Why Nonprofits Need D&O Insurance

By: Dawn Sharon, Nonprofit Executive Underwriter for Berkeley Select, an MNA Affiliate

Passion and purpose. These are the reasons so many join the board of a nonprofit organization. But, did you know your responsibilities as a director or officer could put your personal financial assets at risk? Even if no wrongdoing occurred, the cost to investigate and defend a claim can be crippling to the organization and your personal finances. Court costs and attorney fees can add up quickly, accumulating into the tens of thousands of dollars even when a claim has no merit.

 

What is D&O Insurance?

Directors and Officers Liability insurance helps protect directors, officers, committee members, volunteers and the nonprofit organization from allegations of failing to act in the best interest of the organization. Oftentimes, small nonprofits forgo this important insurance coverage due to their limited budgets and thinking that because of the good work they do for the community, no one is going to sue them. The reality is vendors, donors, competitors, employees, government regulators or others can sue nonprofits of any size.

 

What Could go Wrong?

Raising donations is a critical source of funds for many nonprofits. But, how these dollars get allocated and the expectations from large donors can be a risk for the organization. For example, a donor makes a sizable monetary donation thinking it will be used for the construction of a new facility. When the project does not move forward and funds are allocated elsewhere, the donor alleges misuse of the donation and sues the board of directors.

Other risks for directors and officers include termination of memberships from the organization. For example, a country club terminates an individual’s membership based on alleged harassment of one of its employees at the club. The ex-member then sues the board for wrongful termination of membership and defamation.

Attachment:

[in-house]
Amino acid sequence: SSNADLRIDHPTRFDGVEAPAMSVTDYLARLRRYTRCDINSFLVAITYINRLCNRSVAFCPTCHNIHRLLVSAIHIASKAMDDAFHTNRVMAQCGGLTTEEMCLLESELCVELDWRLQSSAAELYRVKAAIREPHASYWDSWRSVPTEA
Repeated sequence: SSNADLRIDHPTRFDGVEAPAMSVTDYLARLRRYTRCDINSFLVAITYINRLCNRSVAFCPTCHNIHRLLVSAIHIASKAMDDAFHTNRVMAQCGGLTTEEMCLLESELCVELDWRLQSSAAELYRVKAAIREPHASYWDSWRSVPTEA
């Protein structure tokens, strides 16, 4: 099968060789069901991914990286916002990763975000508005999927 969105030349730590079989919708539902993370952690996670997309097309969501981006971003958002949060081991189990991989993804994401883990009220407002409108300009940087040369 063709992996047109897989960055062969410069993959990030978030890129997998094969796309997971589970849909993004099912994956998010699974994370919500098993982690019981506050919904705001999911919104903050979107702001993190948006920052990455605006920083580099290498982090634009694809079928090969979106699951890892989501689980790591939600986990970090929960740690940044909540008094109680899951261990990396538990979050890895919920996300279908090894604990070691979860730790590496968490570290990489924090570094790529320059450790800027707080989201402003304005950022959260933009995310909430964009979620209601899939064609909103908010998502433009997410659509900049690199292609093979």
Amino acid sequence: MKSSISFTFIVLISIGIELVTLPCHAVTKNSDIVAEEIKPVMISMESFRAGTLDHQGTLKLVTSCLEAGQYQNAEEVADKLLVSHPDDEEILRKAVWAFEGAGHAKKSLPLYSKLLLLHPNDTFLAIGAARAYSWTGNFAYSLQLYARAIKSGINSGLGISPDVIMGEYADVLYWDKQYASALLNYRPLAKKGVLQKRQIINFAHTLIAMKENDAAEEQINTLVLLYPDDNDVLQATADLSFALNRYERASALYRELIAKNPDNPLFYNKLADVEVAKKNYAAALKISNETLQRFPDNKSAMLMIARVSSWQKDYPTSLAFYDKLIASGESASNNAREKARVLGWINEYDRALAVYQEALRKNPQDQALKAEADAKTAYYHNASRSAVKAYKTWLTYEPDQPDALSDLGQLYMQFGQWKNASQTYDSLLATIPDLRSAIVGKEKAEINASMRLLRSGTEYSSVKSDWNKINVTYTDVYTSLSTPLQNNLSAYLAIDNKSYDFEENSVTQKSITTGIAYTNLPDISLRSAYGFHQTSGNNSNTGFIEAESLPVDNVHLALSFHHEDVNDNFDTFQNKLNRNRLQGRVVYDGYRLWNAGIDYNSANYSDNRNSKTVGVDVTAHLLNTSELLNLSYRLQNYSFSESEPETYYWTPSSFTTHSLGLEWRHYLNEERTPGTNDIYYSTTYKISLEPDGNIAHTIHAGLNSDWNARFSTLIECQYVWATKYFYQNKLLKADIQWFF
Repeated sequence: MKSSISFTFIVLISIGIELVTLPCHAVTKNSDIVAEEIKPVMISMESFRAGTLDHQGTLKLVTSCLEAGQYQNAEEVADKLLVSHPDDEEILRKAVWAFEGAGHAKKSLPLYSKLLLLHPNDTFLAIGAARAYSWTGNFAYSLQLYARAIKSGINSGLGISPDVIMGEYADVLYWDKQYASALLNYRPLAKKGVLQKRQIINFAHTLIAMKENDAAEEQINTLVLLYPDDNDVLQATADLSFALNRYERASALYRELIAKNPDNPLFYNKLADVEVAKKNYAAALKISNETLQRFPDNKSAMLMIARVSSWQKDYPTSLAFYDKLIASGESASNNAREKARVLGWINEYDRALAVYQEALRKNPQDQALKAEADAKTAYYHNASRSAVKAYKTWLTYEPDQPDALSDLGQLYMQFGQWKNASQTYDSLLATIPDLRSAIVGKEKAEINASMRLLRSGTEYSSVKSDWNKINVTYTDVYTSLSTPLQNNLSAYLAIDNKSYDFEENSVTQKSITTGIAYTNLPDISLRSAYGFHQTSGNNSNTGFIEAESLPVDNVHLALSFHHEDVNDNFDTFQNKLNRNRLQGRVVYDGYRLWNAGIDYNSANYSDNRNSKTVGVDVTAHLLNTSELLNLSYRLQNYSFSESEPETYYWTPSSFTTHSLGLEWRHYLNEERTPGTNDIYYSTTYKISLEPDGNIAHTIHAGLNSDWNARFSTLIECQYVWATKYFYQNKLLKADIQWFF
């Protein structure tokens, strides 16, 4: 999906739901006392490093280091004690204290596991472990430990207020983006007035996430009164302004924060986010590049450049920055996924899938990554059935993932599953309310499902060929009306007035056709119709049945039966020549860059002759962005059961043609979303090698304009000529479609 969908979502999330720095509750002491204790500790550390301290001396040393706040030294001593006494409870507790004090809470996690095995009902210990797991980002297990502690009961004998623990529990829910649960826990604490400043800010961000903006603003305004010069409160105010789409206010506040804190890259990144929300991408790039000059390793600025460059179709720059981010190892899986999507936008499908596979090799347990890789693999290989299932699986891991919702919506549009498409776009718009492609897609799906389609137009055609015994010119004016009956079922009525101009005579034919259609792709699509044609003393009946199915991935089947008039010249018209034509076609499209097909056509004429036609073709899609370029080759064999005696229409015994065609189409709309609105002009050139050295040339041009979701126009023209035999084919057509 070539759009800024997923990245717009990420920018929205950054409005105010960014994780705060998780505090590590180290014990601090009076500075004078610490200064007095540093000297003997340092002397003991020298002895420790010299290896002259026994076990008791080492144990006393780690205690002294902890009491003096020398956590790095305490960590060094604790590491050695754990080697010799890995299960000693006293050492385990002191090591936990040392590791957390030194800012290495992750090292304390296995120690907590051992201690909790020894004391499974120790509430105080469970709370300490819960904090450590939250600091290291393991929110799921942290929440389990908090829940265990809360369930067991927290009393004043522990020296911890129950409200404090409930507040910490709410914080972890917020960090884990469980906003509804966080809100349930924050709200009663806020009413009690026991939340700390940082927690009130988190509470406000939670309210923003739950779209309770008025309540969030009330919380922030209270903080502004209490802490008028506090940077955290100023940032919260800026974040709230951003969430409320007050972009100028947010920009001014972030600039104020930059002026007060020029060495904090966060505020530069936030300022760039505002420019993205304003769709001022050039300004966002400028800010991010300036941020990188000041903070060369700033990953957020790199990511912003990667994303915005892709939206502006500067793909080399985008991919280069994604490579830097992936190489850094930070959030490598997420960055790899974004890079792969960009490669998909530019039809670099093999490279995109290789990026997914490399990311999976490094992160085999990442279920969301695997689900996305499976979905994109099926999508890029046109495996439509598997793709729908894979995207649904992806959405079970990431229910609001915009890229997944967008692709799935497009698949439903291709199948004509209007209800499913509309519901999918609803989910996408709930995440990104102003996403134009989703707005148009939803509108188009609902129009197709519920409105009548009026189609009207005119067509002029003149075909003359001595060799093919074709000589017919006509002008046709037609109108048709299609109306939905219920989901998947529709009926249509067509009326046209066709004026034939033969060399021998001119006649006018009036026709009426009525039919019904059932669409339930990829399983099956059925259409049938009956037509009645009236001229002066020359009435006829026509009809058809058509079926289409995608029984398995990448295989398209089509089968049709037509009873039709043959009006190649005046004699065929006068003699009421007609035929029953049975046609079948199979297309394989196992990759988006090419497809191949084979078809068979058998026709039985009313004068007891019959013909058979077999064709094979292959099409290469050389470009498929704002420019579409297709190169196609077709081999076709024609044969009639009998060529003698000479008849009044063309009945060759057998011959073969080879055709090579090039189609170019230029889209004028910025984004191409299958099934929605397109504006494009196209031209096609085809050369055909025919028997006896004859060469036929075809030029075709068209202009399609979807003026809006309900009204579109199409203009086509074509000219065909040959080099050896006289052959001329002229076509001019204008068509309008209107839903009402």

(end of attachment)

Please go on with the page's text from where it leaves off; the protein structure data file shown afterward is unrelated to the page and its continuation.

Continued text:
A comprehensive D&O policy helps cover the costs associated with defending a director or officer of the organization when these claims arise. This includes legal expenses such as attorney fees, court costs, investigations and filing of legal paperwork. If the insured is held liable, the policy will help cover the damages and settlement costs the insured is legally obligated to pay.

 

Why do I need Employment Practices Liability Insurance?

Another misconception among nonprofits is they do not need to purchase Employment Practices Liability insurance since they have no or very few employees. This insurance coverage helps protect the leaders and the organization from employee, volunteer or client related claims of discrimination, harassment or retaliation type of allegations. Even organizations with a few employees can have claims brought against them for allegations of employment-related wrongdoing. For example, due to budget cuts and lower donations, a nonprofit has to reduce its staff which included an employee who worked there for over twenty years. The employee alleges wrongful termination based on their age.

Other risks to consider includes the negative publicity that can be brought about by investigations resulting in a compromised reputation. Having a comprehensive risk management program in place will help protect your directors and officers and the nonprofit organization.

 

Disclaimer:

Products and services are provided by one or more insurance company subsidiaries of W. R. Berkley Corporation. Admiral Insurance Company and Berkley Insurance Company, Corporation Trust Center 1209 Orange Street, Wilmington, DE 19801. Carolina Casualty Insurance Company, 11201 Douglas Avenue, Urbandale, IA 50322, Great Divide Insurance Company, 314 East Thayer Avenue, Suite 300, Bismarck, ND 58501, Nautilus Insurance Company, 7233 East Butherus Drive, Scottsdale, AZ 85260. Not all products and services are available in every jurisdiction, and whether or to what extent a particular loss is covered depends on the facts and circumstances of the loss and the actual terms and conditions of the policies as issued. Certain coverages may be provided through surplus lines insurance company subsidiaries of W. R. Berkley Corporation through licensed surplus lines brokers. Surplus lines insurers do not generally participate in state guaranty funds and insureds are therefore not protected by such funds.

For additional information concerning W. R. Berkley Corporation’s insurance company subsidiaries, refer to http://wrbc.info/Licensing/License.htm.

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